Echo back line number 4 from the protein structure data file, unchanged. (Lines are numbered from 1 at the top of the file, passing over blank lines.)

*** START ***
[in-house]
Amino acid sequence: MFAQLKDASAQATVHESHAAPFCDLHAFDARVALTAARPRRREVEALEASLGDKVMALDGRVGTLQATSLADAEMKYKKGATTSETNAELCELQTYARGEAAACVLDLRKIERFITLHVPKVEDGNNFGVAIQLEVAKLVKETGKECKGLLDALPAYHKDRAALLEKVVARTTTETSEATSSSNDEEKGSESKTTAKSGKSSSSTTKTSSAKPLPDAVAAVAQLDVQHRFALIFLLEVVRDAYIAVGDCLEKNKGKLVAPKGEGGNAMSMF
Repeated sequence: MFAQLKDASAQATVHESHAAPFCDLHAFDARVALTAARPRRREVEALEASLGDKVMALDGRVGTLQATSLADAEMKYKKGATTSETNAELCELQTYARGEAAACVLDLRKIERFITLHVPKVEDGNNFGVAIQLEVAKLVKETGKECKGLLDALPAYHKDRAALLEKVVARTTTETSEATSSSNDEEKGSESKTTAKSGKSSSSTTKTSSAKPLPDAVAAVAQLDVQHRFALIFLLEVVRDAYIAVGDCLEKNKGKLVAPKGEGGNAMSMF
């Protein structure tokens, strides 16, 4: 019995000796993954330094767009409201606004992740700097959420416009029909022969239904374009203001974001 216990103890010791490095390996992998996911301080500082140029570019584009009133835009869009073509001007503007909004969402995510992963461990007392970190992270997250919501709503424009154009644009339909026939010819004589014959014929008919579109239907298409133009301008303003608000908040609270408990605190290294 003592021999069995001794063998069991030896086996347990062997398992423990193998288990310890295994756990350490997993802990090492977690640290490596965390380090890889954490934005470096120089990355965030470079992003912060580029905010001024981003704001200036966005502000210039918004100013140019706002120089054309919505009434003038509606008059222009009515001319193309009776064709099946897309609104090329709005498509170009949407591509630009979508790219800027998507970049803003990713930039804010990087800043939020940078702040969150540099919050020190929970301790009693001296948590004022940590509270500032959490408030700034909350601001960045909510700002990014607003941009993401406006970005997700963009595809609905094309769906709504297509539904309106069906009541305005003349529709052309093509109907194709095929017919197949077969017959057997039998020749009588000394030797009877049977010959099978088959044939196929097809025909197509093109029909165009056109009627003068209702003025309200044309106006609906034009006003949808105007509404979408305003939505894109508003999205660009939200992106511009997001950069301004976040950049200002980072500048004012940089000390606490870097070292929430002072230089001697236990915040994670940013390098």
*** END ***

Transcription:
């Protein structure tokens, strides 16, 4: 019995000796993954330094767009409201606004992740700097959420416009029909022969239904374009203001974001 216990103890010791490095390996992998996911301080500082140029570019584009009133835009869009073509001007503007909004969402995510992963461990007392970190992270997250919501709503424009154009644009339909026939010819004589014959014929008919579109239907298409133009301008303003608000908040609270408990605190290294 003592021999069995001794063998069991030896086996347990062997398992423990193998288990310890295994756990350490997993802990090492977690640290490596965390380090890889954490934005470096120089990355965030470079992003912060580029905010001024981003704001200036966005502000210039918004100013140019706002120089054309919505009434003038509606008059222009009515001319193309009776064709099946897309609104090329709005498509170009949407591509630009979508790219800027998507970049803003990713930039804010990087800043939020940078702040969150540099919050020190929970301790009693001296948590004022940590509270500032959490408030700034909350601001960045909510700002990014607003941009993401406006970005997700963009595809609905094309769906709504297509539904309106069906009541305005003349529709052309093509109907194709095929017919197949077969017959057997039998020749009588000394030797009877049977010959099978088959044939196929097809025909197509093109029909165009056109009627003068209702003025309200044309106006609906034009006003949808105007509404979408305003939505894109508003999205660009939200992106511009997001950069301004976040950049200002980072500048004012940089000390606490870097070292929430002072230089001697236990915040994670940013390098």